Dog Flea & Worm Treatment
Dogs are prone to fleas and various types of worms. They are frequently outdoors where these organisms live. They roll in infested soil, eat feces and socialize with other dogs that are infected.
Though fleas are usually a seasonal nuisance, parasitic worms are year-round. Some worms are relatively harmless, but others, like heartworm, can be fatal. Keeping your dog free of fleas and worms can make it more comfortable and prolong its life.
The tiny flea is a prolific creature. If you find five fleas on your dog, you can be sure there are 95 more lurking in your home as eggs, larvae or adults. Staggered hatching and a long larval stage makes it difficult to eradicate fleas. If your dog has fleas, repeated treatment of the yard and house is necessary to get rid of the fleas.
Environmental sprays and powders along with vacuuming can kill and remove eggs and larvae. Topical treatments such as flea dips, shampoos, powders and sprays can help kill the adult fleas on the dog’s body.
Dogs generally get tapeworms by eating infected fleas or small mammals that are infected with tapeworm. After being swallowed, the tapeworm eggs hatch and the tapeworm attaches to the dog’s intestinal wall and feeds off the nutrients in the dog’s digestive system.
Eggs leave the dog’s system with feces which contaminate the soil and infect fleas. Eradicating fleas is a key component in reducing the risk of tapeworm. Once infected with tapeworm, dogs can be treated with dewormers (e.g., Droncit) prescribed by a veterinarian, according to Dr. Mike Richards of vetinfo.com.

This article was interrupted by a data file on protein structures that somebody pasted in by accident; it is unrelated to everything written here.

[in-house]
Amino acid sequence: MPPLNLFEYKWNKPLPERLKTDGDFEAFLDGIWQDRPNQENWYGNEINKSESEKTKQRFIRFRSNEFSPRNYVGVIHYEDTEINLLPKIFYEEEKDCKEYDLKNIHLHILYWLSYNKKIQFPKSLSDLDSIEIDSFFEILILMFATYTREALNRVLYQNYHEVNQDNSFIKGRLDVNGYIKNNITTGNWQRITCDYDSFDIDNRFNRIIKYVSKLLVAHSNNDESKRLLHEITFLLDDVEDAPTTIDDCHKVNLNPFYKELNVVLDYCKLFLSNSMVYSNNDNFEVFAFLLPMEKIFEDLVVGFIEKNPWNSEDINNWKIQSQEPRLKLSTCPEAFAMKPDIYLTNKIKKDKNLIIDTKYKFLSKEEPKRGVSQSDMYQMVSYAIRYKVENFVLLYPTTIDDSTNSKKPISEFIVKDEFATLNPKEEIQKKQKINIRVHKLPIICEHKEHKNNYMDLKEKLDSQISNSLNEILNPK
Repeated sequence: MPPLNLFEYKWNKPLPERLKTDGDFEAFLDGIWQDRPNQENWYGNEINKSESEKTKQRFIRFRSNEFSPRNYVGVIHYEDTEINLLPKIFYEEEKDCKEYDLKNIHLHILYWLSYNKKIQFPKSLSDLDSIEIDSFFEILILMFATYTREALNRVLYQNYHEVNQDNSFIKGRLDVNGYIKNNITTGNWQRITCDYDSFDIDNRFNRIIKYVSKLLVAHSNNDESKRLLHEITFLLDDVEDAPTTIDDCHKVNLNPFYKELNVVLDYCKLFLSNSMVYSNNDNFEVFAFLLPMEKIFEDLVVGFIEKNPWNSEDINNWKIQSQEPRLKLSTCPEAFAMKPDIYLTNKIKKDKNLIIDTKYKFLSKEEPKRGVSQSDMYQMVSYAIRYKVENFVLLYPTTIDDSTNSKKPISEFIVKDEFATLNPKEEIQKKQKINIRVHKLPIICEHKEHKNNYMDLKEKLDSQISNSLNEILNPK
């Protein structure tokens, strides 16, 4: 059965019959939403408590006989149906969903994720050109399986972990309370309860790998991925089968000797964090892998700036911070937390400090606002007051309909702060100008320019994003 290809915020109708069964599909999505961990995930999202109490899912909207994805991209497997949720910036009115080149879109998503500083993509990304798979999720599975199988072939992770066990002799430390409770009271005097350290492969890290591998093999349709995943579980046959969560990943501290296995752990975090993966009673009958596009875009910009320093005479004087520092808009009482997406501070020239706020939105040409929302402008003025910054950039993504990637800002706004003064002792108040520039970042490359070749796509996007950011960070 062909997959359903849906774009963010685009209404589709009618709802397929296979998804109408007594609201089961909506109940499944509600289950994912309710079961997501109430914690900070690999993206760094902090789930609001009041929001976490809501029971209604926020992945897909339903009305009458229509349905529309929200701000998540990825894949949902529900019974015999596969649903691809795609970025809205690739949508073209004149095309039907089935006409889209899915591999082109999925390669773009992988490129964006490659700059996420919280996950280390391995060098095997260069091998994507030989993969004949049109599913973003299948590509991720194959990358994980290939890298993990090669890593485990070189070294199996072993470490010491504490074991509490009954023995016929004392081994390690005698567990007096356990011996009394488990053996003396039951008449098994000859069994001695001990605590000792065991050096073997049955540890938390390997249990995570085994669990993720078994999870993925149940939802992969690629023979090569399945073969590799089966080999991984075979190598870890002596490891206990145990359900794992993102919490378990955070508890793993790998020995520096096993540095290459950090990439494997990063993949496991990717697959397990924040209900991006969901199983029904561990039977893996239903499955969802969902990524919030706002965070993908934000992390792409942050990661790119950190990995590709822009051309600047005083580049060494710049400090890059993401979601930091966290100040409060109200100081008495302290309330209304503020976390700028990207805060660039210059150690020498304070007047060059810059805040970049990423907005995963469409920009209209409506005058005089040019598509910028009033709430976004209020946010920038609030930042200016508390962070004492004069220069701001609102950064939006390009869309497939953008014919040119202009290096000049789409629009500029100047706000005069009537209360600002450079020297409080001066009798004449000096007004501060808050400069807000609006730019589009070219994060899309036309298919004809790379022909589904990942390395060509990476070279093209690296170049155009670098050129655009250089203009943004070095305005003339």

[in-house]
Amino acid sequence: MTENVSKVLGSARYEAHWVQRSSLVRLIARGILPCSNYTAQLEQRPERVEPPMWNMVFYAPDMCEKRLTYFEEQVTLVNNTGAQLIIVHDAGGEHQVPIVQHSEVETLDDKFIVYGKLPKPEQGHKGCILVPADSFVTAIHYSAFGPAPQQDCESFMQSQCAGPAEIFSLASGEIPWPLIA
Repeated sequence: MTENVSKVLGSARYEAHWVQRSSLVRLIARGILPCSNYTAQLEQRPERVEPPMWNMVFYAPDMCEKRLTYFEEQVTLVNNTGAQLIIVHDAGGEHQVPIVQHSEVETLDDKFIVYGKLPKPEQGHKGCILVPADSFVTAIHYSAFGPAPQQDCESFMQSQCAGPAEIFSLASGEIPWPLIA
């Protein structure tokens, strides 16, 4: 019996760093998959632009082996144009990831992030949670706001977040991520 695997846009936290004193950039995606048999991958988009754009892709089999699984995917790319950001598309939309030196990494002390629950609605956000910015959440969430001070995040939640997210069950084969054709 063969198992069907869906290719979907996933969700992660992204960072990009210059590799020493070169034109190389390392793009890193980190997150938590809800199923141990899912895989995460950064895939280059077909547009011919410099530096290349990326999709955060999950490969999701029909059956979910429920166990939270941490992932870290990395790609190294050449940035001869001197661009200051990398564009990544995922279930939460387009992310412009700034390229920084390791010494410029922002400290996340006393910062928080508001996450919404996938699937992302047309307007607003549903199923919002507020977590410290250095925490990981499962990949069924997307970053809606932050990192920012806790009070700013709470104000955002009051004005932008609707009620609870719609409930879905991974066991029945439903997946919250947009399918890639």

Heartworm disease is a life-threatening condition that is easily prevented by treating your dog once a month with a heartworm medication like Heartgard. Give your dog this oral medication (which costs about $10 per dose) throughout the year.
If an infected mosquito bites your dog during an unprotected month, heartworm can develop and damage its organs. Once infected, a dog requires expensive, often painful, treatment and crate rest for several weeks.
Roundworms, hookworms, and whipworms are also found in dogs. These worms are not as common as tapeworms or as debilitating as heartworm. VetInfo.com says roundworms and hookworms can be controlled by monthly heartworm medications like Heartgard Plus, Interceptor and Revolution.
Of the three, only Interceptor treats whipworms. Keeping your yard free of feces helps prevent reinfestation by these intestinal worms.
According to veterinary assistant Tiffani Beckman, some homeopathic treatments can be effective for treating fleas and worms.
She suggests consulting your homeopathic veterinarian before using sage, black walnut hulls, freshly ground pumpkin seeds, purified water used to boil parsley, grapefruit seed extract or garlic. Dogs should always be tested for worms before and after treatment.